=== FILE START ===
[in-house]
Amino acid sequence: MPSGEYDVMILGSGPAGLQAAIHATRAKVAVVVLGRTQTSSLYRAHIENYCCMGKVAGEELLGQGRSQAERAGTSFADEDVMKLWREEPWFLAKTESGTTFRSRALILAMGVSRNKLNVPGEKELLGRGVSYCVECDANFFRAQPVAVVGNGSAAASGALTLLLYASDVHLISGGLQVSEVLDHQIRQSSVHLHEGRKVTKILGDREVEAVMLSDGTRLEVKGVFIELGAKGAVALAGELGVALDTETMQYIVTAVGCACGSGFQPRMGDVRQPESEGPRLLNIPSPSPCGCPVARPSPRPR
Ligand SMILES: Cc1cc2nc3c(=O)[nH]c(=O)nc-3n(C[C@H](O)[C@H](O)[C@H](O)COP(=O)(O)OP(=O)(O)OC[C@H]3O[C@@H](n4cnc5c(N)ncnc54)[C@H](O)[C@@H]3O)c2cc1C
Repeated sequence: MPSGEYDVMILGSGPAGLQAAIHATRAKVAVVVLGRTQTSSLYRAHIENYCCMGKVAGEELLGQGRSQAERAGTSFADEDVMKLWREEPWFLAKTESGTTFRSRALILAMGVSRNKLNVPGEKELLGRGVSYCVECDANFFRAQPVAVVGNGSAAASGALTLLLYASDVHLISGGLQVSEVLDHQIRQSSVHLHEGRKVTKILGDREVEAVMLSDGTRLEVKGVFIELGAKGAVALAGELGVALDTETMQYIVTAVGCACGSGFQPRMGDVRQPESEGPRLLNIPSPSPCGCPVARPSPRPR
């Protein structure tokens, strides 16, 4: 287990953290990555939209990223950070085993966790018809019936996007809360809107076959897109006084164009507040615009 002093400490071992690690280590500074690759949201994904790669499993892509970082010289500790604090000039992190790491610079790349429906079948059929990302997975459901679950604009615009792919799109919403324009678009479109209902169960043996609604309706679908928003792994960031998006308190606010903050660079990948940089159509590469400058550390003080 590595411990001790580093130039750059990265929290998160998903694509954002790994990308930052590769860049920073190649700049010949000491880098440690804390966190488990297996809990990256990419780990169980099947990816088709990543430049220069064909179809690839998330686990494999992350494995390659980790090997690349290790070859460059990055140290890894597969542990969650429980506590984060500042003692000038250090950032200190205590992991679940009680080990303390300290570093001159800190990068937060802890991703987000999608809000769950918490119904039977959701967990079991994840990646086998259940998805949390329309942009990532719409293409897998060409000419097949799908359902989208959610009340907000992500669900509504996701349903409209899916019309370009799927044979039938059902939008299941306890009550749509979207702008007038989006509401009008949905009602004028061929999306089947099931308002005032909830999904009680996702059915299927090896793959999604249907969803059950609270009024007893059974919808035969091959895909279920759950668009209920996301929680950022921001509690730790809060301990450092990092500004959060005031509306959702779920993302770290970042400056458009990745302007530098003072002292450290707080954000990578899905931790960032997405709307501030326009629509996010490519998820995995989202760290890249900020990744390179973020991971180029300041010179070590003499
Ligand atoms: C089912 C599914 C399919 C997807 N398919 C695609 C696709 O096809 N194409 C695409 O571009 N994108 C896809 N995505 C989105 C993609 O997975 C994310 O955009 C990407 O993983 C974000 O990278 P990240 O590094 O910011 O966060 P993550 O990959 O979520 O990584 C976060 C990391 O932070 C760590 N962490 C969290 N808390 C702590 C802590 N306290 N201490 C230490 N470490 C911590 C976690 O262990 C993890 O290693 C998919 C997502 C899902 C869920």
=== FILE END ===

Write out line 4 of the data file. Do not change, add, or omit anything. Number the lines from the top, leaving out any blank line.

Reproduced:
Repeated sequence: MPSGEYDVMILGSGPAGLQAAIHATRAKVAVVVLGRTQTSSLYRAHIENYCCMGKVAGEELLGQGRSQAERAGTSFADEDVMKLWREEPWFLAKTESGTTFRSRALILAMGVSRNKLNVPGEKELLGRGVSYCVECDANFFRAQPVAVVGNGSAAASGALTLLLYASDVHLISGGLQVSEVLDHQIRQSSVHLHEGRKVTKILGDREVEAVMLSDGTRLEVKGVFIELGAKGAVALAGELGVALDTETMQYIVTAVGCACGSGFQPRMGDVRQPESEGPRLLNIPSPSPCGCPVARPSPRPR